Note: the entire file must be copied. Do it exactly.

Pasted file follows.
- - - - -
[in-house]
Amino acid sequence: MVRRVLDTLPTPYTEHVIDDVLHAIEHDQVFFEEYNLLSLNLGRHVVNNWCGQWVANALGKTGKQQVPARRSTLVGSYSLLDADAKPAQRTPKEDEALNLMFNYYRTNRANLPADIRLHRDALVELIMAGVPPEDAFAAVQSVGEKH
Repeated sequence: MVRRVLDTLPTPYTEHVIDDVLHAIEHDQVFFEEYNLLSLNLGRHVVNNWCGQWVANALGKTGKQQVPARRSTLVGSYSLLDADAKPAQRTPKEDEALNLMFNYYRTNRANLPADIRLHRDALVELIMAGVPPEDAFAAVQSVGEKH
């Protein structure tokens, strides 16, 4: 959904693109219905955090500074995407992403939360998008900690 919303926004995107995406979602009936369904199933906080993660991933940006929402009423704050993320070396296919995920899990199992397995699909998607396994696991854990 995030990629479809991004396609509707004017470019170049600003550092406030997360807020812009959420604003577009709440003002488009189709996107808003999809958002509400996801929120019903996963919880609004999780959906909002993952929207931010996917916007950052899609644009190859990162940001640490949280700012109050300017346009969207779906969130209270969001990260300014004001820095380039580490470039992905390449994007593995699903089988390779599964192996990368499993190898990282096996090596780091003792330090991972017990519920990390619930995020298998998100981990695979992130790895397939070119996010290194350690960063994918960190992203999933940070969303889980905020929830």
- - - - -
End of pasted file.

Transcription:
[in-house]
Amino acid sequence: MVRRVLDTLPTPYTEHVIDDVLHAIEHDQVFFEEYNLLSLNLGRHVVNNWCGQWVANALGKTGKQQVPARRSTLVGSYSLLDADAKPAQRTPKEDEALNLMFNYYRTNRANLPADIRLHRDALVELIMAGVPPEDAFAAVQSVGEKH
Repeated sequence: MVRRVLDTLPTPYTEHVIDDVLHAIEHDQVFFEEYNLLSLNLGRHVVNNWCGQWVANALGKTGKQQVPARRSTLVGSYSLLDADAKPAQRTPKEDEALNLMFNYYRTNRANLPADIRLHRDALVELIMAGVPPEDAFAAVQSVGEKH
């Protein structure tokens, strides 16, 4: 959904693109219905955090500074995407992403939360998008900690 919303926004995107995406979602009936369904199933906080993660991933940006929402009423704050993320070396296919995920899990199992397995699909998607396994696991854990 995030990629479809991004396609509707004017470019170049600003550092406030997360807020812009959420604003577009709440003002488009189709996107808003999809958002509400996801929120019903996963919880609004999780959906909002993952929207931010996917916007950052899609644009190859990162940001640490949280700012109050300017346009969207779906969130209270969001990260300014004001820095380039580490470039992905390449994007593995699903089988390779599964192996990368499993190898990282096996090596780091003792330090991972017990519920990390619930995020298998998100981990695979992130790895397939070119996010290194350690960063994918960190992203999933940070969303889980905020929830």